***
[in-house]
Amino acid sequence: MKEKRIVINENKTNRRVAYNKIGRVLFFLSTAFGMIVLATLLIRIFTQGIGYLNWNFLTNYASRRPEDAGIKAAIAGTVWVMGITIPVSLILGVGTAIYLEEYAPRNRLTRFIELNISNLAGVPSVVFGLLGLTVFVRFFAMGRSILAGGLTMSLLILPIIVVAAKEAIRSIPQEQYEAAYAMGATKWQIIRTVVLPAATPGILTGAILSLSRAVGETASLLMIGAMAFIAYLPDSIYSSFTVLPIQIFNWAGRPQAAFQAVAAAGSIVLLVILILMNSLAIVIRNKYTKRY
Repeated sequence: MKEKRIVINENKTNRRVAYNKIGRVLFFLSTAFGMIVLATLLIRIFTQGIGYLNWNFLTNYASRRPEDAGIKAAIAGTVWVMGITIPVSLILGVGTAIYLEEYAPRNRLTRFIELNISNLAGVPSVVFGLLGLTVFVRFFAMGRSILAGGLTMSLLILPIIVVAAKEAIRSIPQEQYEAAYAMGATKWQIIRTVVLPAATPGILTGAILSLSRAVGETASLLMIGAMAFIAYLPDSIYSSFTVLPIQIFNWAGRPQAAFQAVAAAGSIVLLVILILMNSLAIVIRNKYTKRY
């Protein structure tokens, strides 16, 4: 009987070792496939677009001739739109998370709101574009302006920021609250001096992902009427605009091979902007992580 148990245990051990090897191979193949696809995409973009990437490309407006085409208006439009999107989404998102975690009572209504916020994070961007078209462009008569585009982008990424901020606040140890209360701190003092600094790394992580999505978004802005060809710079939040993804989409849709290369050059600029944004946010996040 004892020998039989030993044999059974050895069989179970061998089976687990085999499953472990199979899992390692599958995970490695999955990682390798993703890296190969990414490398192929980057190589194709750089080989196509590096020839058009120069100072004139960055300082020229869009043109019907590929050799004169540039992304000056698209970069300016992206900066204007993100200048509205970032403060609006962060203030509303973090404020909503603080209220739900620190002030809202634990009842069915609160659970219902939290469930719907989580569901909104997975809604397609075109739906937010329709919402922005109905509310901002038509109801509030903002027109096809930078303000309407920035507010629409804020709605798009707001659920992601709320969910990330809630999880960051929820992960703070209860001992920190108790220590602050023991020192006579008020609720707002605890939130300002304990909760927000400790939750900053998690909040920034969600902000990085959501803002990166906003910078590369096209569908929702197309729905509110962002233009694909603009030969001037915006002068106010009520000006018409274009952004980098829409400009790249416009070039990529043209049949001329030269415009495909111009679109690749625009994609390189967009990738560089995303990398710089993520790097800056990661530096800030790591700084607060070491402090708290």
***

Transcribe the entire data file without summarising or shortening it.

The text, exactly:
[in-house]
Amino acid sequence: MKEKRIVINENKTNRRVAYNKIGRVLFFLSTAFGMIVLATLLIRIFTQGIGYLNWNFLTNYASRRPEDAGIKAAIAGTVWVMGITIPVSLILGVGTAIYLEEYAPRNRLTRFIELNISNLAGVPSVVFGLLGLTVFVRFFAMGRSILAGGLTMSLLILPIIVVAAKEAIRSIPQEQYEAAYAMGATKWQIIRTVVLPAATPGILTGAILSLSRAVGETASLLMIGAMAFIAYLPDSIYSSFTVLPIQIFNWAGRPQAAFQAVAAAGSIVLLVILILMNSLAIVIRNKYTKRY
Repeated sequence: MKEKRIVINENKTNRRVAYNKIGRVLFFLSTAFGMIVLATLLIRIFTQGIGYLNWNFLTNYASRRPEDAGIKAAIAGTVWVMGITIPVSLILGVGTAIYLEEYAPRNRLTRFIELNISNLAGVPSVVFGLLGLTVFVRFFAMGRSILAGGLTMSLLILPIIVVAAKEAIRSIPQEQYEAAYAMGATKWQIIRTVVLPAATPGILTGAILSLSRAVGETASLLMIGAMAFIAYLPDSIYSSFTVLPIQIFNWAGRPQAAFQAVAAAGSIVLLVILILMNSLAIVIRNKYTKRY
């Protein structure tokens, strides 16, 4: 009987070792496939677009001739739109998370709101574009302006920021609250001096992902009427605009091979902007992580 148990245990051990090897191979193949696809995409973009990437490309407006085409208006439009999107989404998102975690009572209504916020994070961007078209462009008569585009982008990424901020606040140890209360701190003092600094790394992580999505978004802005060809710079939040993804989409849709290369050059600029944004946010996040 004892020998039989030993044999059974050895069989179970061998089976687990085999499953472990199979899992390692599958995970490695999955990682390798993703890296190969990414490398192929980057190589194709750089080989196509590096020839058009120069100072004139960055300082020229869009043109019907590929050799004169540039992304000056698209970069300016992206900066204007993100200048509205970032403060609006962060203030509303973090404020909503603080209220739900620190002030809202634990009842069915609160659970219902939290469930719907989580569901909104997975809604397609075109739906937010329709919402922005109905509310901002038509109801509030903002027109096809930078303000309407920035507010629409804020709605798009707001659920992601709320969910990330809630999880960051929820992960703070209860001992920190108790220590602050023991020192006579008020609720707002605890939130300002304990909760927000400790939750900053998690909040920034969600902000990085959501803002990166906003910078590369096209569908929702197309729905509110962002233009694909603009030969001037915006002068106010009520000006018409274009952004980098829409400009790249416009070039990529043209049949001329030269415009495909111009679109690749625009994609390189967009990738560089995303990398710089993520790097800056990661530096800030790591700084607060070491402090708290």